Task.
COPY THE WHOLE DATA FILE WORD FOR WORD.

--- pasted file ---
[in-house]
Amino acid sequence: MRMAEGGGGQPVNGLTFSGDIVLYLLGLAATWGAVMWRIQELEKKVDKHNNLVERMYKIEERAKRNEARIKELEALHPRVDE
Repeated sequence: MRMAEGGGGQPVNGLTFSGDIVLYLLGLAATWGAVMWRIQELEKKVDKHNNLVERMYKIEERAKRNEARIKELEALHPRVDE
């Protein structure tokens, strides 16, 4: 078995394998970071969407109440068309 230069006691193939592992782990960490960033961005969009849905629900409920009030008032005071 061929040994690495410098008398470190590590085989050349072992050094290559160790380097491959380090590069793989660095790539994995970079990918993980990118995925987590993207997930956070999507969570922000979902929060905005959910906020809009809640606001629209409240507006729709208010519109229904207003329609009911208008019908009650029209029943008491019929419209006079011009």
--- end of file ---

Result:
[in-house]
Amino acid sequence: MRMAEGGGGQPVNGLTFSGDIVLYLLGLAATWGAVMWRIQELEKKVDKHNNLVERMYKIEERAKRNEARIKELEALHPRVDE
Repeated sequence: MRMAEGGGGQPVNGLTFSGDIVLYLLGLAATWGAVMWRIQELEKKVDKHNNLVERMYKIEERAKRNEARIKELEALHPRVDE
């Protein structure tokens, strides 16, 4: 078995394998970071969407109440068309 230069006691193939592992782990960490960033961005969009849905629900409920009030008032005071 061929040994690495410098008398470190590590085989050349072992050094290559160790380097491959380090590069793989660095790539994995970079990918993980990118995925987590993207997930956070999507969570922000979902929060905005959910906020809009809640606001629209409240507006729709208010519109229904207003329609009911208008019908009650029209029943008491019929419209006079011009």